During his Brisbane tour Mark Vincent sat down to discuss family, fame and Beyonce with Laura Brodnik.

My first impression of Mark Vincent is that he is more poised, suave and confident than any 20-year-old has any right to be.

On my way to meet him in South Bank during his whirlwind trip to Brisbane I had been listening to his new album, The Quartet Sessions, in my car with his strong tenor voice belting out well known tracks from John Farnham, West Side Story and, most surprising of all, Beyoncé. It was clear the 2009 winner of Australia’s Got Talent has indeed lived up to his end of the bargain, with his musical prowess clearly on show as the first strands of Halo fill my car.

You may expect somebody who’s been riding a wave of success from the age of 15 to be on the arrogant side, but Vincent is just as willing to gush about his family as he is to discuss his soaring album sales.

“This is my fifth album, I’ve done five albums in four years,” he says. “I actually found out from Sony that I’m the only 20-year-old in Australia, maybe one of the few in the world, who has done that.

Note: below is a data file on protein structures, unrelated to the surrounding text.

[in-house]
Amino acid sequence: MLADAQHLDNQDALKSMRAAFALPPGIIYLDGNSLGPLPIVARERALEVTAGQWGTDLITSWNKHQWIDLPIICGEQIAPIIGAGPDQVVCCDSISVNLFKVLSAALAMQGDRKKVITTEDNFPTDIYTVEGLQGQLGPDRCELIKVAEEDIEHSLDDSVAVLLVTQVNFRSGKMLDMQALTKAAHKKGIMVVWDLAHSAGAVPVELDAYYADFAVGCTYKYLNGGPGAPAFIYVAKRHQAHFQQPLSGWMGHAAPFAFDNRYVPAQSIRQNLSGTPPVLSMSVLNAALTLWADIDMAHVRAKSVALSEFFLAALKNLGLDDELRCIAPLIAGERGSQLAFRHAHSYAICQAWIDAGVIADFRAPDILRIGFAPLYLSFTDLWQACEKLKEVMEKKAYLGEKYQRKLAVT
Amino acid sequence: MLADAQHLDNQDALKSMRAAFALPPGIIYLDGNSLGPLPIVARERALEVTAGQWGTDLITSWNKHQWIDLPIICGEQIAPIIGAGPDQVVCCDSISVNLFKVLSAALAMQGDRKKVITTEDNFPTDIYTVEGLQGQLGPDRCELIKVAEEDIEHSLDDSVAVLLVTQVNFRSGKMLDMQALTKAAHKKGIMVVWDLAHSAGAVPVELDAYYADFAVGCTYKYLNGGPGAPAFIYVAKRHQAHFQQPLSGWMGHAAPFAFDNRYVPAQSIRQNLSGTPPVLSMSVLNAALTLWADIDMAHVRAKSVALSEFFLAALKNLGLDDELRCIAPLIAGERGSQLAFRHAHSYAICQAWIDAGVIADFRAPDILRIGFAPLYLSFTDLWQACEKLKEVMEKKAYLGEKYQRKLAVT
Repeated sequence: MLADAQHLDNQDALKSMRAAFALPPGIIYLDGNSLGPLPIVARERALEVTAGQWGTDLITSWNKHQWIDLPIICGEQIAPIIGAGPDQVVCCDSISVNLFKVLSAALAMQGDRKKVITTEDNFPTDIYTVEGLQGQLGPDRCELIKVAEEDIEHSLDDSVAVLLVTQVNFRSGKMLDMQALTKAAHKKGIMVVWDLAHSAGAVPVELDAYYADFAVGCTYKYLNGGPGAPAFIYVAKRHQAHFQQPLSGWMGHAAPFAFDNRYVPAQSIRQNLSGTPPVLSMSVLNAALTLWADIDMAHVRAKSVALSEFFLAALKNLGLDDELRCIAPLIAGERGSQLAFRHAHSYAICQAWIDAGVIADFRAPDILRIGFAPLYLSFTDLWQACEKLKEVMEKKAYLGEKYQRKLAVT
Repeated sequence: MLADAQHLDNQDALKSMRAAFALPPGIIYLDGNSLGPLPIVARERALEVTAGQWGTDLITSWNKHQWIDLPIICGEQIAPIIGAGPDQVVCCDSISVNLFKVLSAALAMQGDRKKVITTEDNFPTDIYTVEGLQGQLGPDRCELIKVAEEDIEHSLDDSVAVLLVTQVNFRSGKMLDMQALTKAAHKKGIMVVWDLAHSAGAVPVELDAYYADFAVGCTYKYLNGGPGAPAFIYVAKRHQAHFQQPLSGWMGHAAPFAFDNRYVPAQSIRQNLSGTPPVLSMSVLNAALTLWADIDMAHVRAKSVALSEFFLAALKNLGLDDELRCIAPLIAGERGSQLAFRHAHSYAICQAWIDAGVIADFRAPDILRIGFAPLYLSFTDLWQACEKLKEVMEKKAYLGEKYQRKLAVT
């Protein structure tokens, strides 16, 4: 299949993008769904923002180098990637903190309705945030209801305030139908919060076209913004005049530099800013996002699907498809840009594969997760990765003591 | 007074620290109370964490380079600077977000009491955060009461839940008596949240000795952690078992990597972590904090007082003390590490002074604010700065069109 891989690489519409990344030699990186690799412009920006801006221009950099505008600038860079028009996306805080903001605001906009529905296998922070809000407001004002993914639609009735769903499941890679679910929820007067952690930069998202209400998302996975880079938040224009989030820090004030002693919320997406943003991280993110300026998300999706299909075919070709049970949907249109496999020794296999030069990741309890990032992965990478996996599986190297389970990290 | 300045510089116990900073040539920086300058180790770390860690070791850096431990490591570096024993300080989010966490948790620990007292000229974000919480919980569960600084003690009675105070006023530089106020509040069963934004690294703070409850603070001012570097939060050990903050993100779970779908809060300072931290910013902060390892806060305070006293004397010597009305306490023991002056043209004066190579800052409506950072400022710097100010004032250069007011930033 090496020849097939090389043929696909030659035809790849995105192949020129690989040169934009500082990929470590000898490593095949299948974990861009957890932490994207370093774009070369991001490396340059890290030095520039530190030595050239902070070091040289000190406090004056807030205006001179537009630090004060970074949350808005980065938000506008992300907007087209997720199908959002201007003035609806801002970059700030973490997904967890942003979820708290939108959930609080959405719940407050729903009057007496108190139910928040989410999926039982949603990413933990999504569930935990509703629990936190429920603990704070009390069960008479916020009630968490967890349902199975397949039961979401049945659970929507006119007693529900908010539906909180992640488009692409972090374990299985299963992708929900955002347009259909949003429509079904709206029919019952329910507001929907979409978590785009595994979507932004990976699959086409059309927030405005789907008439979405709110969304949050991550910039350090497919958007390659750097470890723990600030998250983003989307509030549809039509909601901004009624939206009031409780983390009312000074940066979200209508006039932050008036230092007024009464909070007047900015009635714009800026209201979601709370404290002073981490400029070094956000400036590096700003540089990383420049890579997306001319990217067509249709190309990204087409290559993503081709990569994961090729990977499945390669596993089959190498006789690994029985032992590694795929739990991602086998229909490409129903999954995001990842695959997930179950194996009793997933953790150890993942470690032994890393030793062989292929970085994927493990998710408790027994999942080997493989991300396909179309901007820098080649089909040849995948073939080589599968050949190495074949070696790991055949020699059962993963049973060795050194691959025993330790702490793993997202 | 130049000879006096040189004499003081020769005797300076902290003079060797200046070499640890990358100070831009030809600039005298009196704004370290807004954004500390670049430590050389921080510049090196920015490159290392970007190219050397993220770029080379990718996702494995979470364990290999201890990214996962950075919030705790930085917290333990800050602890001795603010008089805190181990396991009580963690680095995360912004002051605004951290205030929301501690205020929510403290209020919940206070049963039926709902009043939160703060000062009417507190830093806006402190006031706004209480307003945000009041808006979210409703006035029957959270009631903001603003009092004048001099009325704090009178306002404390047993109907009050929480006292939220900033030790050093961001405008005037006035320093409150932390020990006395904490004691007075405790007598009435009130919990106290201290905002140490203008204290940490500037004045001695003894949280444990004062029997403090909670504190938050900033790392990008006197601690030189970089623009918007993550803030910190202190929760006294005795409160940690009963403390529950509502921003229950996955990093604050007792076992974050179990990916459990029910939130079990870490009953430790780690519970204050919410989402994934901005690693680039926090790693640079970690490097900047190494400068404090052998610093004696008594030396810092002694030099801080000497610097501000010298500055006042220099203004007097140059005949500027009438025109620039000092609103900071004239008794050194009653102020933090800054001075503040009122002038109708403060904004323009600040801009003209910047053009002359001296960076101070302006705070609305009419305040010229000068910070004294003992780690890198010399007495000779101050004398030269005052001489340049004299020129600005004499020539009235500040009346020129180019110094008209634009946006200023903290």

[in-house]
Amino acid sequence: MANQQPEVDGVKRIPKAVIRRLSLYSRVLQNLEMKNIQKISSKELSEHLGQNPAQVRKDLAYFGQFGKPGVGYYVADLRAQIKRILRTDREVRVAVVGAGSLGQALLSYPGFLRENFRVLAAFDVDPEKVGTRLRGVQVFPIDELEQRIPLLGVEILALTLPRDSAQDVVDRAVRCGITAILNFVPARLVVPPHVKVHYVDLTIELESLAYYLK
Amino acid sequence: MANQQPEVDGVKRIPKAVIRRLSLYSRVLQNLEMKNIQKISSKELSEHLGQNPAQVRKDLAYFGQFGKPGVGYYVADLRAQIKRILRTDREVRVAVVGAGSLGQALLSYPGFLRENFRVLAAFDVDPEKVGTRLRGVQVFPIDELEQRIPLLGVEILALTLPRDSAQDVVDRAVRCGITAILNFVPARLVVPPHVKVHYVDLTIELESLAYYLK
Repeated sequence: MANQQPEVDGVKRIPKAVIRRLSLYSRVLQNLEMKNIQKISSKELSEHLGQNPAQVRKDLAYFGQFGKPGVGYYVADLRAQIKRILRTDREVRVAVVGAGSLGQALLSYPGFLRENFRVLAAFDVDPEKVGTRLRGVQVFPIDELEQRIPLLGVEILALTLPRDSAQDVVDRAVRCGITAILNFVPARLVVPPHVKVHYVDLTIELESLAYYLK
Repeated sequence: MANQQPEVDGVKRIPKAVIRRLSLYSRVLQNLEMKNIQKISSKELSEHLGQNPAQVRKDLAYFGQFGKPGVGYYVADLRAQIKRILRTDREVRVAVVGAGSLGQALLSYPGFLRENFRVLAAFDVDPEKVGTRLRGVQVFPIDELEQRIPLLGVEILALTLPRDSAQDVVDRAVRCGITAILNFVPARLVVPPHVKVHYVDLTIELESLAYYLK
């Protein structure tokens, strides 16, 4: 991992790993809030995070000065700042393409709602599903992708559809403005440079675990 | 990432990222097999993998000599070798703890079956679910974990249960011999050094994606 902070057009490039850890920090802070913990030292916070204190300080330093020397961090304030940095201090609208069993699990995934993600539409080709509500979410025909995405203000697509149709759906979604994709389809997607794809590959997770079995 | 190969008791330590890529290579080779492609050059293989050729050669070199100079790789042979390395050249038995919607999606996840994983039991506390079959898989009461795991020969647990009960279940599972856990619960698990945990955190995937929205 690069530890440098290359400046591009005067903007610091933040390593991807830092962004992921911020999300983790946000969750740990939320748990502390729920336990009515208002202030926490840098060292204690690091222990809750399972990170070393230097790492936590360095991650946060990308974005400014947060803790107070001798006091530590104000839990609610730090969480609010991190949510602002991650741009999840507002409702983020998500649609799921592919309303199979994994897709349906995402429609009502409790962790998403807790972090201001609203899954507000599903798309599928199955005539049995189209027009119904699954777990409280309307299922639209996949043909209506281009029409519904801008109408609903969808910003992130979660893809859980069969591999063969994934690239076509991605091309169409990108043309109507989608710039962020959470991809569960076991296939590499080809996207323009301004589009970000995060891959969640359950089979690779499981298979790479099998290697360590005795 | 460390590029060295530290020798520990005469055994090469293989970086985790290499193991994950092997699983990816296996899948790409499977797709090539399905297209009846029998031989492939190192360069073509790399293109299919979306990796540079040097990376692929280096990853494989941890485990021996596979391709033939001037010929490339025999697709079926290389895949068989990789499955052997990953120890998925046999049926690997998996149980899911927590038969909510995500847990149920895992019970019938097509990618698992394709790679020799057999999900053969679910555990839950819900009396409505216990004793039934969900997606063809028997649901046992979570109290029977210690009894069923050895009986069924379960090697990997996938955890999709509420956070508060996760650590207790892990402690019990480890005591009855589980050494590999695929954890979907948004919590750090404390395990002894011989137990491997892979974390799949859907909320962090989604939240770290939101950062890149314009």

“People always ask me if there are other musicians in my family but the truth is not one of them sings or plays an instrument. It all started when I was working in my Grandfather’s Italian restaurant at 10 years of age. I would go around to all the tables and sing.

“I’m very close to my family. I live with my mum, grandmother, cousin and aunty.”

Despite his love of being at home in Sydney, Mark Vincent has been hitting the road promoting The Quartet Sessions, an album he admitted was difficult to make as it’s such a departure from his usual classical offerings.

“I’ve re-interpreted pop songs because I want to appeal to younger generations, to say that classical music is cool and relevant. I had to cross over to a whole different genre of music and that really tested me as an artist.

“I’m recording Halo again in three different languages because I’m going to release that song in Europe, hopefully. Beyoncé is coming to Australia soon and I want her to listen to it, because if she likes it she’ll actually call you. I would probably cry if that happens, I’m tearing up just talking about her.”

Even amidst his grueling promotional appearances, Vincent said he is already plotting his next album release.

“When things get hard I say to myself ‘there is nothing else’, I don’t think about a back-up career,” he says. “I was put on this earth because I’m meant to be doing this.”


The Quartet Sessions is out now.